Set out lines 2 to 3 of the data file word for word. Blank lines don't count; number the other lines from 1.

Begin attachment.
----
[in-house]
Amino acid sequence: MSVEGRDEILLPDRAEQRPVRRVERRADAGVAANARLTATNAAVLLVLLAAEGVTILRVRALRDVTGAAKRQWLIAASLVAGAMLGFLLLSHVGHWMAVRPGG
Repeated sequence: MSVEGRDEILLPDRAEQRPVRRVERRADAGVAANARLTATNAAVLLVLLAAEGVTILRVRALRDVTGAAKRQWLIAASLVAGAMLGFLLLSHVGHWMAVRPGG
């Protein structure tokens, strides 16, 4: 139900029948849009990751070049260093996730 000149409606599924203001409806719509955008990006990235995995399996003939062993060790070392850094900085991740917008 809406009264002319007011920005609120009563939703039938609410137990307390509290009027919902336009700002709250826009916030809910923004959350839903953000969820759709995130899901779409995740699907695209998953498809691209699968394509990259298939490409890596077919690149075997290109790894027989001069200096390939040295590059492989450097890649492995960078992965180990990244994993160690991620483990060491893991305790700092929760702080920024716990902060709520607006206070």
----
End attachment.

Amino acid sequence: MSVEGRDEILLPDRAEQRPVRRVERRADAGVAANARLTATNAAVLLVLLAAEGVTILRVRALRDVTGAAKRQWLIAASLVAGAMLGFLLLSHVGHWMAVRPGG
Repeated sequence: MSVEGRDEILLPDRAEQRPVRRVERRADAGVAANARLTATNAAVLLVLLAAEGVTILRVRALRDVTGAAKRQWLIAASLVAGAMLGFLLLSHVGHWMAVRPGG